Interview: Ken Allen, CEO of DHL Express
This article was written before the coronavirus pandemic had escalated in the UK, Europe and the USA and first appears in the April 2020 issue of CA magazine.
Ken Allen left school at 16 with no plan, but a knack for numbers. By 2009 he was Global CEO of multinational giant DHL Express. With a new book recounting his career and management philosophy, he tells Ryan Herman how he got from A to B
Ken Allen is singing the Travie McCoy/Bruno Mars song Billionaire, albeit with his own unique take on the lyrics.“I wanna be a billionaire, so freakin’ bad/FedEx and UPS will be so sad/ I wanna be on the cover of Forbes magazine/ TNT is never to be seen...”
The man who is known in China as “the singing CEO” says, “I guess I’m not what you would describe as a typical boss.”
Vocal range may not be his strong point, but Allen knows how to strike the right note in business. In 2009, he became the CEO of DHL Express. The previous year, the logistics giant had posted losses of €2.2bn (£1.83bn). But by 2010, DHL was in the black.
By 2018, he was able to boast it had become “the most profitable express company in the world”. Its operating profit for last year was expected to reach €2bn. The story of how he transformed the German company’s fortunes is set out in his recent book, Radical Simplicity. This idea of taking a radical decision to solve a problem dates back to his adolescence. Born in Horbury, Yorkshire, Allen grew up on a council estate, left school at 16 and was a father by 19. “When I left school, I wasn’t in with a great bunch of people, to be honest, and I was trying to get my life back on track,” he says.
“That meant I had to find a different group of friends, which isn’t easy at that age. But I guess the simplicity part is knowing you have to do something different. The execution is the hard part. That did make me see things in a much clearer way. It was a big part of how I got to where I am now.”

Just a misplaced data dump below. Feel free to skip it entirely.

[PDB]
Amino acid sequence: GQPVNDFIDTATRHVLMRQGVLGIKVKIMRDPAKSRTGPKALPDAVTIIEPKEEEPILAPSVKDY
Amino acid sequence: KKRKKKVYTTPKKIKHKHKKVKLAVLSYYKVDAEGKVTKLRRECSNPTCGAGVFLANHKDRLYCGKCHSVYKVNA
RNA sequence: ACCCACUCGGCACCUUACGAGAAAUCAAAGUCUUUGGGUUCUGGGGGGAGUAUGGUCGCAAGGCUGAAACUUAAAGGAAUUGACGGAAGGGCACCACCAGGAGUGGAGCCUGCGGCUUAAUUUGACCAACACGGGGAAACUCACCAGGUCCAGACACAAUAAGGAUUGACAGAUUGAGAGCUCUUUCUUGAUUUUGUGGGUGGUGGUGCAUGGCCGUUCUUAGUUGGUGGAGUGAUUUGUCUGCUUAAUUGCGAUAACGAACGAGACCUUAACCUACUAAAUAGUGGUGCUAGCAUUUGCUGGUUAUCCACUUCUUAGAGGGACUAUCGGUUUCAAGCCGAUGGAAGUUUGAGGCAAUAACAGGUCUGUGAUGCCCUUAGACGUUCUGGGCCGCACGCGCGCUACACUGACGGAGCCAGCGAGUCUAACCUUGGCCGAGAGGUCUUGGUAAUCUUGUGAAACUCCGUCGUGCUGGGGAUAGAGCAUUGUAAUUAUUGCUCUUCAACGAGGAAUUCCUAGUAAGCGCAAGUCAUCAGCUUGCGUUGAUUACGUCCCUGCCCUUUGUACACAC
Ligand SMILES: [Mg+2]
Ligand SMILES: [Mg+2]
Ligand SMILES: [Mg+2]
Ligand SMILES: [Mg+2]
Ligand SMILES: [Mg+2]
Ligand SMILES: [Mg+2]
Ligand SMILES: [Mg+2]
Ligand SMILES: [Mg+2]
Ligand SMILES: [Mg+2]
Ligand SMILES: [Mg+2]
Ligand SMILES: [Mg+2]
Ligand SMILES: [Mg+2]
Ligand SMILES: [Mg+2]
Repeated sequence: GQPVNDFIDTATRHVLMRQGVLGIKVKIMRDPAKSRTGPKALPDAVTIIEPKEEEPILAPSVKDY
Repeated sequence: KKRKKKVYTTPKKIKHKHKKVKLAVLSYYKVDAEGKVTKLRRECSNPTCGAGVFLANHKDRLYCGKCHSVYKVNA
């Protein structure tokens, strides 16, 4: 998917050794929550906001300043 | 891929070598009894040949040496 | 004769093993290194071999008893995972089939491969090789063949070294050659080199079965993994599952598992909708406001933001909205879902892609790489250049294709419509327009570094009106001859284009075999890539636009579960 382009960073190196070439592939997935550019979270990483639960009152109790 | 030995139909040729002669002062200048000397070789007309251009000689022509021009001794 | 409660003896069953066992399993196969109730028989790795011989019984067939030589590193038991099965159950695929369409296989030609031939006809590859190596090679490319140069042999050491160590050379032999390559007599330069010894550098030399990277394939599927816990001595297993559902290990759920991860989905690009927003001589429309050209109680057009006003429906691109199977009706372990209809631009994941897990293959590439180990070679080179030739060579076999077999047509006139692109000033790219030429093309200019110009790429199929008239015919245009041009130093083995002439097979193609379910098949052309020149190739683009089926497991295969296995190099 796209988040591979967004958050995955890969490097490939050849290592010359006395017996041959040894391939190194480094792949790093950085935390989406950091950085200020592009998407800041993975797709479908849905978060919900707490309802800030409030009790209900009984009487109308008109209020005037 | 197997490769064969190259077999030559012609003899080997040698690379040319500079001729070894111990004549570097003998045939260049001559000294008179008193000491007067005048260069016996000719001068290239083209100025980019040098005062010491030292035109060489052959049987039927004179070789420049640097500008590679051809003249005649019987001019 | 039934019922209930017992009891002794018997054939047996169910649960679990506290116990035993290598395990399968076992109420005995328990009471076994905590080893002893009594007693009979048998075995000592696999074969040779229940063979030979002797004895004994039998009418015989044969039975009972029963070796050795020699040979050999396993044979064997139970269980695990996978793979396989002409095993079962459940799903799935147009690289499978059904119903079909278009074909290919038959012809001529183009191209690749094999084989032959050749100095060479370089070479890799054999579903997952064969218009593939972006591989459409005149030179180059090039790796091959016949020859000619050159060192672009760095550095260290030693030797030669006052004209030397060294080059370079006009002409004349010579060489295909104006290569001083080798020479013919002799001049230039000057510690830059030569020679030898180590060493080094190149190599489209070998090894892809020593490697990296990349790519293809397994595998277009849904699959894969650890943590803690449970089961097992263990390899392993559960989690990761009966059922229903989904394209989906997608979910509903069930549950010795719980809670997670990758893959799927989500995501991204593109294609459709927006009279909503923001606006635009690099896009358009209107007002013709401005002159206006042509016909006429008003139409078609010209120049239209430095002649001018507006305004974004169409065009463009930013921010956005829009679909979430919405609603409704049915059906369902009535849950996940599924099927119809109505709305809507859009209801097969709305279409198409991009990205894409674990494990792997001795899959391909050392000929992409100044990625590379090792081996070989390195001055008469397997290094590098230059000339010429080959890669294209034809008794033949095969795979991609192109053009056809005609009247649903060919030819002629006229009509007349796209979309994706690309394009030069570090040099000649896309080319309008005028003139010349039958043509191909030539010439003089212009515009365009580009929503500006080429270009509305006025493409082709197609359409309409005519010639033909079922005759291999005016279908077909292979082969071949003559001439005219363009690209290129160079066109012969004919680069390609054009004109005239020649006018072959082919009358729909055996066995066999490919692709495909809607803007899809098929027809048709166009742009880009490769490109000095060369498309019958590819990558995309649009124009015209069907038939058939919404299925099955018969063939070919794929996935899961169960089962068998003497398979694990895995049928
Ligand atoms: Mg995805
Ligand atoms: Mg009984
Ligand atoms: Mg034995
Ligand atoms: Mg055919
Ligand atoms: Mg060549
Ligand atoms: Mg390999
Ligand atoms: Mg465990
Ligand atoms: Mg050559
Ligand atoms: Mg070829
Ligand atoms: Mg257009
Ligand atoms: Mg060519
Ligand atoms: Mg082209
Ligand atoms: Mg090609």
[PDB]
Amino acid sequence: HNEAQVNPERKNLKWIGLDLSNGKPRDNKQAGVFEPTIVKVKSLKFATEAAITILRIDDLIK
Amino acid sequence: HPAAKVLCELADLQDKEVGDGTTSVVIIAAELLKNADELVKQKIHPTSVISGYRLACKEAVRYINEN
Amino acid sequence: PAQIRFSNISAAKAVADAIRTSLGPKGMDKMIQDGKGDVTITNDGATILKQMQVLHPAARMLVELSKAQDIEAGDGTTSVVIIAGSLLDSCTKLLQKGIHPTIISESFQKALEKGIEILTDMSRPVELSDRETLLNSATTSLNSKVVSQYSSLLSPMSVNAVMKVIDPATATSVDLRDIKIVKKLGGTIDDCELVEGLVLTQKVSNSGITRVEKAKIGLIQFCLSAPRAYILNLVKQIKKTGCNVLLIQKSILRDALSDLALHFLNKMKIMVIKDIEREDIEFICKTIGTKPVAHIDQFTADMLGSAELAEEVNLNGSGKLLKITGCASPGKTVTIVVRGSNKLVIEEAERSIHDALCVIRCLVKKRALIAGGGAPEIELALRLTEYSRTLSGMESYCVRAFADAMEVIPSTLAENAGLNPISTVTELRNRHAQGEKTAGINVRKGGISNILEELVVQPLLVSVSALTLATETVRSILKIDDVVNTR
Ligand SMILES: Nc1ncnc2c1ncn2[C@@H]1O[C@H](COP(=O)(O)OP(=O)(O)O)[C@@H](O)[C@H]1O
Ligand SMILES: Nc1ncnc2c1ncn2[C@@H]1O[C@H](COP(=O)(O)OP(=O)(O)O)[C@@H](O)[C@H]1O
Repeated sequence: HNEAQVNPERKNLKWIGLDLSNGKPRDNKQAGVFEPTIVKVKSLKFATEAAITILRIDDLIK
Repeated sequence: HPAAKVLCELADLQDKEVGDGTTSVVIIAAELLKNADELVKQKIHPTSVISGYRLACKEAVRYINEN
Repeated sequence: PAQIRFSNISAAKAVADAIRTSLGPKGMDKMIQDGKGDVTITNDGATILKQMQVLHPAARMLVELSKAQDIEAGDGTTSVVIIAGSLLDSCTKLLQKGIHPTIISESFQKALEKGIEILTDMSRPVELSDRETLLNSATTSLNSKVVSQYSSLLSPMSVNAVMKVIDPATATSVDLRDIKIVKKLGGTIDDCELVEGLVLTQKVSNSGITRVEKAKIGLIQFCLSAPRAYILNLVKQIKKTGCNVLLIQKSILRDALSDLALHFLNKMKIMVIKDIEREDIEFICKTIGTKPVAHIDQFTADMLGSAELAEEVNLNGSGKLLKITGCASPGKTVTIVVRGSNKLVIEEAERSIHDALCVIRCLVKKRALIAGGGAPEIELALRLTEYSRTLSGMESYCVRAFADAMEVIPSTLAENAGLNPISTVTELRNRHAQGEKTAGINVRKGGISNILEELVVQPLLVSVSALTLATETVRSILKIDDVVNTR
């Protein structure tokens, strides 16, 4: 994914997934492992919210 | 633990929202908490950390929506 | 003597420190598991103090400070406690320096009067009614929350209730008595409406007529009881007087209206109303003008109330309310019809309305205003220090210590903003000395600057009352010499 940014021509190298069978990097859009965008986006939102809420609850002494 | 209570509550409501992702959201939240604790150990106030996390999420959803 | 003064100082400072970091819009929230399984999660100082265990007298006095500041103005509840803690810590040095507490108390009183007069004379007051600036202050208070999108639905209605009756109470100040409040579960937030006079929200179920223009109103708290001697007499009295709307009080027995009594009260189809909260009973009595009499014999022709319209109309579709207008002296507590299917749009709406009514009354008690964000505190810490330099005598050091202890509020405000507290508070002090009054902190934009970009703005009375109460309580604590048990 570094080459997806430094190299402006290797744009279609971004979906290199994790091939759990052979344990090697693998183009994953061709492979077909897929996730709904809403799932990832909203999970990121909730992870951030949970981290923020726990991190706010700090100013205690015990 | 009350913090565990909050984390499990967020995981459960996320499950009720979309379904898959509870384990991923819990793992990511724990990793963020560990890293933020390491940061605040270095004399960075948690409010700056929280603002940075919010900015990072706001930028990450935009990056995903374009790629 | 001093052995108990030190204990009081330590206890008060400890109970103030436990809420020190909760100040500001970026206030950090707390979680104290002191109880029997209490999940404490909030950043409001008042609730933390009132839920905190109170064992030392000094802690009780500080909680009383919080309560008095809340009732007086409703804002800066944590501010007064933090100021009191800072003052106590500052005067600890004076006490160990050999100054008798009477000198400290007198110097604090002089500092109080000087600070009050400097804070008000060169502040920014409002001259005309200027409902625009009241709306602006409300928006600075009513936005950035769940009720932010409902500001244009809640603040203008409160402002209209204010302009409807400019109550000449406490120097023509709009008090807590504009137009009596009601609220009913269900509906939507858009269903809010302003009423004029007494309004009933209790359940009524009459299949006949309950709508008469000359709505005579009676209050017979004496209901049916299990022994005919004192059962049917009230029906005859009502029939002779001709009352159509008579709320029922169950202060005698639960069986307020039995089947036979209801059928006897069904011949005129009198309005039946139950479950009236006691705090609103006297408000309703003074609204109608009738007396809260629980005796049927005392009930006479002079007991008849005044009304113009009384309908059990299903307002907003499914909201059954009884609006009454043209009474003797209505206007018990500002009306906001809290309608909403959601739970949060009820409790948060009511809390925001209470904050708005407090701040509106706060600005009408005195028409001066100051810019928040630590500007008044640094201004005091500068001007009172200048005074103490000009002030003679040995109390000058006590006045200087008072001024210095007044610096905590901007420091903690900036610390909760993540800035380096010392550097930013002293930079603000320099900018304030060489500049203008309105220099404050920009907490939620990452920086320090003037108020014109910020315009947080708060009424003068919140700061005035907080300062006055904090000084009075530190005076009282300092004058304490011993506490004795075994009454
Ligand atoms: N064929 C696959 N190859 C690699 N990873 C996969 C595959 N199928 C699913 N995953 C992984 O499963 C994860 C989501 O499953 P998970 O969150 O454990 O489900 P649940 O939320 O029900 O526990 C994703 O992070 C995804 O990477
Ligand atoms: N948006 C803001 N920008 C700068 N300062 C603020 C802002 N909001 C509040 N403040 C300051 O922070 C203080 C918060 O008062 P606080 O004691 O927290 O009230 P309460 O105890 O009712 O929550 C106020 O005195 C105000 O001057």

On the double
His first job was with sports manufacturer Slazenger, where he started work in accounts.
“I know this sounds crazy, but I loved the process of double-entry bookkeeping. It’s so well done, it’s simple to understand and that simplicity has stuck with me throughout my career. It taught me the basics of what to do in business – make sure you get the core elements right, make sure the detail is there, and make sure you follow up.”
That experience came to the fore when, in 2008, having spent more than 20 years rising through the company ranks, he was tasked with sorting out DHL’s American operation.
“We had bought a domestic player that was low quality and it became a disaster,” he says.
If you have an environmental carbon audit in the same way you have a financial audit, that’s when things start to move rapidly.
“When I looked around the boardroom there were 15 people, none of whom had experience of the domestic market. “I remember one of the sales guys spent about 15 minutes going through all these new accounts he had signed up. But when the finance guy revealed the revenue figure, it had gone down!”